PMCC PMCC

Search tips
Search criteria

Advanced
Results 1-6 (6)
 

Clipboard (0)
None

Select a Filter Below

Journals
Authors
Year of Publication
Document Types
1.  Differential Gene Expression in Thrombomodulin (TM; CD141)+ and TM− Dendritic Cell Subsets 
PLoS ONE  2013;8(8):e72392.
Previously we have shown in a mouse model of bronchial asthma that thrombomodulin can convert immunogenic conventional dendritic cells into tolerogenic dendritic cells while inducing its own expression on their cell surface. Thrombomodulin+ dendritic cells are tolerogenic while thrombomodulin− dendritic cells are pro-inflammatory and immunogenic. Here we hypothesized that thrombomodulin treatment of dendritic cells would modulate inflammatory gene expression. Murine bone marrow-derived dendritic cells were treated with soluble thrombomodulin and expression of surface markers was determined. Treatment with thrombomodulin reduces the expression of maturation markers and increases the expression of TM on the DC surface. Thrombomodulin treated and control dendritic cells were sorted into thrombomodulin+ and thrombomodulin− dendritic cells before their mRNA was analyzed by microarray. mRNAs encoding pro-inflammatory genes and dendritic cells maturation markers were reduced while expression of cell cycle genes were increased in thrombomodulin-treated and thrombomodulin+ dendritic cells compared to control dendritic cells and thrombomodulin− dendritic cells. Thrombomodulin-treated and thrombomodulin+ dendritic cells had higher expression of 15-lipoxygenase suggesting increased synthesis of lipoxins. Thrombomodulin+ dendritic cells produced more lipoxins than thrombomodulin− dendritic cells, as measured by ELISA, confirming that this pathway was upregulated. There was more phosphorylation of several cell cycle kinases in thrombomodulin+ dendritic cells while phosphorylation of kinases involved with pro-inflammatory cytokine signaling was reduced. Cultures of thrombomodulin+ dendritic cells contained more cells actively dividing than those of thrombomodulin− dendritic cells. Production of IL-10 is increased in thrombomodulin+ dendritic cells. Antagonism of IL-10 with a neutralizing antibody inhibited the effects of thrombomodulin treatment of dendritic cells suggesting a mechanistic role for IL-10. The surface of thrombomodulin+ dendritic cells supported activation of protein C and procarboxypeptidase B2 in a thrombomodulin-dependent manner. Thus thrombomodulin treatment increases the number of thrombomodulin+ dendritic cells, which have significantly altered gene expression compared to thrombomodulin− dendritic cells in key immune function pathways.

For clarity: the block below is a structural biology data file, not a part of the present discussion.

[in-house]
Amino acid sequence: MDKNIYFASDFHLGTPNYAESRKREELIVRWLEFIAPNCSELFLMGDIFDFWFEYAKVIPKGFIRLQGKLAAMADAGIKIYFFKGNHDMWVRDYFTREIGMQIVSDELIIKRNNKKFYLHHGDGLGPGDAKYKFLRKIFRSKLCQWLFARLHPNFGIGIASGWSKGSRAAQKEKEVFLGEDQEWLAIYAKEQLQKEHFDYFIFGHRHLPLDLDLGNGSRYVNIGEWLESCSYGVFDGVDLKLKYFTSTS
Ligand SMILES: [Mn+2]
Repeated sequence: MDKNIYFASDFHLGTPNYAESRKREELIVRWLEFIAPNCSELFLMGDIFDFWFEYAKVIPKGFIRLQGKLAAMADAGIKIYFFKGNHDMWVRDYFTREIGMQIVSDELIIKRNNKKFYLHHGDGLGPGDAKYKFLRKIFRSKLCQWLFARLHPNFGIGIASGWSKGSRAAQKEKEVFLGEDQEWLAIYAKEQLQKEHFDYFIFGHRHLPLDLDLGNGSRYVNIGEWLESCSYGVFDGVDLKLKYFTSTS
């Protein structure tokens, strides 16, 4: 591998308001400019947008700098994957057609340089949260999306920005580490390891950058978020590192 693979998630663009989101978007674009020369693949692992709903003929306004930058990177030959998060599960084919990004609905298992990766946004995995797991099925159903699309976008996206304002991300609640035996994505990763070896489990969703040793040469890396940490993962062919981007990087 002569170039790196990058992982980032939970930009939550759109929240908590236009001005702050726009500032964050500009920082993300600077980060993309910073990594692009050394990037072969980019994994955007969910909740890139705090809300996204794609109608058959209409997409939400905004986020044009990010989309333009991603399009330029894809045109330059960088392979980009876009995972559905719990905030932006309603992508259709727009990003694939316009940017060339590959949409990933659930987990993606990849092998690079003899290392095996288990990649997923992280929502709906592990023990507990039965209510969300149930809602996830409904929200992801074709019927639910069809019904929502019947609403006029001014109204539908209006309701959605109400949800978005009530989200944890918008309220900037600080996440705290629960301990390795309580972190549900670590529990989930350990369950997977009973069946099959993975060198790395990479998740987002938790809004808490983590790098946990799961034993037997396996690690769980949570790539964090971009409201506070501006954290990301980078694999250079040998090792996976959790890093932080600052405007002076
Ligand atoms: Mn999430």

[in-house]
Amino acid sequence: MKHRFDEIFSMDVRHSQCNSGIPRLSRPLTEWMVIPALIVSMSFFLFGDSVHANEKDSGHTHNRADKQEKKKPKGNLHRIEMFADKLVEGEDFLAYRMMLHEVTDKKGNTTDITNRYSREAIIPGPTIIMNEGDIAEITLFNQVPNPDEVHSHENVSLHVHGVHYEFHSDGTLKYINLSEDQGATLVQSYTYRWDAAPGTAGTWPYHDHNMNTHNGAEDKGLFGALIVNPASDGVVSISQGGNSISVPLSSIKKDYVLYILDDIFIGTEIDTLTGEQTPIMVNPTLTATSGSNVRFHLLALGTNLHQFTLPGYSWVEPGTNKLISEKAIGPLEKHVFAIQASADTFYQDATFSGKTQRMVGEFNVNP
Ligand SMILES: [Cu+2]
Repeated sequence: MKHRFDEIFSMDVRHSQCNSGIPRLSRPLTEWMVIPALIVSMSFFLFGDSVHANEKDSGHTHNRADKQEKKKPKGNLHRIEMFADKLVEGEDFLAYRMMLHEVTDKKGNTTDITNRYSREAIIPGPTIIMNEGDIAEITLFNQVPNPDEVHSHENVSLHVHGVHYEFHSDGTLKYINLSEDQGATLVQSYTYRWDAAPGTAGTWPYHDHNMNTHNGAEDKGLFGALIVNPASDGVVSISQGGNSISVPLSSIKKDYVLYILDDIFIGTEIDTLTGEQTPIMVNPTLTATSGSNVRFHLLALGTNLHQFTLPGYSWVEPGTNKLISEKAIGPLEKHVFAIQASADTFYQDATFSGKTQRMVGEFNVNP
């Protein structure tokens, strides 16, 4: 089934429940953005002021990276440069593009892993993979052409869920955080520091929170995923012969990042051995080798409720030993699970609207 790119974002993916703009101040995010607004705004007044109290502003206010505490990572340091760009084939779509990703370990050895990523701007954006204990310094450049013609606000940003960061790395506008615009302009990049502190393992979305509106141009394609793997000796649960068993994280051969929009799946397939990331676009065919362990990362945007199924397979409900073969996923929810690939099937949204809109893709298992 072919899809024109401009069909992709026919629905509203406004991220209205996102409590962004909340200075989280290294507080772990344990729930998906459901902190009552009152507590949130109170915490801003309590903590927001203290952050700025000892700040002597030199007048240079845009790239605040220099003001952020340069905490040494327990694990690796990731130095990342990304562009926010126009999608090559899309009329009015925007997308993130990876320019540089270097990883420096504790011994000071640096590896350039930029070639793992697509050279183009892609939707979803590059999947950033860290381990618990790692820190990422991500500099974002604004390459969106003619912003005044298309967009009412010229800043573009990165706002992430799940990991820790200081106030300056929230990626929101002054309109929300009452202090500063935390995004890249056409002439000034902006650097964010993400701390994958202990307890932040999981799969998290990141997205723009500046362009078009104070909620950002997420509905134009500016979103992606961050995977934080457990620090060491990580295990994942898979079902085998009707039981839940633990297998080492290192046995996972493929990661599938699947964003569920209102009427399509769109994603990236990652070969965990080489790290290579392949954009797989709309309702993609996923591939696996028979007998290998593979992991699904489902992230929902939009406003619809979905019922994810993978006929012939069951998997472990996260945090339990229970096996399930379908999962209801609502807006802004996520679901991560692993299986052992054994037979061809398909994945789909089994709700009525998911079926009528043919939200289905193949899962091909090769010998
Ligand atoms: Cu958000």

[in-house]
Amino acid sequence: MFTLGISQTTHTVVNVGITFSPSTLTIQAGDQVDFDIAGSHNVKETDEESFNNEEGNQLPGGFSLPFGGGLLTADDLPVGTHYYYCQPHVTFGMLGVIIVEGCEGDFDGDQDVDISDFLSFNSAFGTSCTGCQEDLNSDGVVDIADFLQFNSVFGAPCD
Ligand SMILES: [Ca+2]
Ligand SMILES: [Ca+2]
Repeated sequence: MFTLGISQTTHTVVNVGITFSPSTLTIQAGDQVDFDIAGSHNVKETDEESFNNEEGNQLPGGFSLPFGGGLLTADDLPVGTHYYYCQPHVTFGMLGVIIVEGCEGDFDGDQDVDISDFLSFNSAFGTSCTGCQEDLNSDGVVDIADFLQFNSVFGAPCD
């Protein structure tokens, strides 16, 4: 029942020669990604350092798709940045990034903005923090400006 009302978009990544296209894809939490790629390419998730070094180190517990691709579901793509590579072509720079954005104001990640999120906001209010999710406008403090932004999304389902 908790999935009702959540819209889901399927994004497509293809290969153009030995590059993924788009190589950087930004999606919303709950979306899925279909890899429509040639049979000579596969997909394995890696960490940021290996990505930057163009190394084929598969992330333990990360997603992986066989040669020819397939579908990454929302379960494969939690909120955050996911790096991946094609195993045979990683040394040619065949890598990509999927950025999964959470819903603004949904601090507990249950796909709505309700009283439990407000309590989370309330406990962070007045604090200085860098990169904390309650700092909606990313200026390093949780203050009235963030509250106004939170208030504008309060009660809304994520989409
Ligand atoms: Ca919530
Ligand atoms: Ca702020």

doi:10.1371/journal.pone.0072392
PMCID: PMC3751914  PMID: 24009678
2.  Calcium-Activated Potassium Channel KCa3.1 in Lung Dendritic Cell Migration